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  1. DC/OS
  2. DCOS_OSS-433

Locked Down instances of Marathon and Metronome/Chronos

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      Description

      Currently there is the "global" instance of Marathon (the Services Tab) and Chronos (Metronome) in DCOS. This works as a great space for "clusterwide" shared setup.

      From a multi-tenant standpoint, The ability to install more instances of Marathon/Chronos-Metronome (I am using both Chronos Metronome as Chronos has a UI right now, Metronome does not). is a great way to split up various tenants into roles and also distribute administrative burden. Basically, with some basic authentication, each instance can be "administrated" by each tenants administrator. So I as a super admin, can run instances of Marathon or Chronos in my Marathon (Services) that have specific constraints (roles etc) for each tenant, and then I can specify http credentials for the tenant instances of Marathon and Chronos for a the tenant administrator to work with. They can setup more users, etc, however, the instance itself is run by me, and started by me, and configured by me.

      This means if I say this instance is only works with the dev role, the tenant can't run tasks on that marathon using the prod role etc. Yet, they could easily run tasks, add other users who can submit jobs etc.

      Great.

      What I would like to see, based on the story above is the ability to start marathon/chronos (metronome when it gets a UI) with task based limits/settings. So I start an instance of marathon, I can create a json file of hard coded app settings (for some settings) and maximums/minimums for other settings.

      A simple example: I want to provide a dev instance where people can have freedom to run how ever many dev things they want, but I set a CPU maximum to be 3 cpu shares. Even if a user has the ability to submit their own marathon jobs, if they set their CPU to 4 it will pull it back to 3 because the instance of marathon it submitted to has a CPU max.

      A more complex example is users tasks can run as, (a list of users, if the runas user specified in the task it fails) This allows security to be somewhat controlled in multi-tenant environments while still allowing for self service administration. I.e. I can have a users submit jobs, but set limits on what they can can't do, giving them the freedom to develop/try things, without issuing a burden on the "super admins" and without damage to the rest of the cluster.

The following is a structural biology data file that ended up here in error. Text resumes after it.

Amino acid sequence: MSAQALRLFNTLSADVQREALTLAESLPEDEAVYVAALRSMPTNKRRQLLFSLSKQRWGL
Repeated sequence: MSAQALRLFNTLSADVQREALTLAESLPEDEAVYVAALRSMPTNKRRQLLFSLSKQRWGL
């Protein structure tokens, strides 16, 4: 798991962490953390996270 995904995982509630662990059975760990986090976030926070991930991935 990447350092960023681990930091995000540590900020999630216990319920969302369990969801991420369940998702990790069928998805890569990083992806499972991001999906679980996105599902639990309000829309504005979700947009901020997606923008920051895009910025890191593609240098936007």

Another example, I may be using the CNI and have overlay networks with rules setup. I may setup rules that say in Dev, Dev can only talk to other Dev items, and thus, want all tasks submitted to marathon/chronos to be forced to use the dev overlay network. This could be something I enforce at the Marathon level.

      Same for constraints, I may want all dev jobs to always have a set of constraints, pinning them to certain dev nodes.

      Basically I am looking for the ability to run marathon with a json list of rules, for (probably all) settings of a marathon/chronos task. These rules should be matching (to a list) should be contains (found in items of the list) and we should look at for items that specified as numbers allowing GT and LT (and LTorE and GTorE). These rules obvious don't apply to the "master" Marathon and Metronome instances in DCOS, however, any downstream instance can be limited as such.

      The advantages of this setup are a one time administration cost to determine the rules that the tenant would be forced to follow, but that one time cost would be repaid many times over by allowing tenants to be self sufficient and not relying on either constant interaction with the super admin, or a level of trust that won't "break things"

      I would love discussion on this, I think this adds a great level of isolation and security, while still aiming to have self sufficient multi-tenancy.

      John

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            • Assignee:
              Unassigned
              Reporter:
              mandoskippy John Omernik
              Team:
              Orchestration Team
              Watchers:
              John Omernik, Matthias Eichstedt
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              2 Start watching this issue

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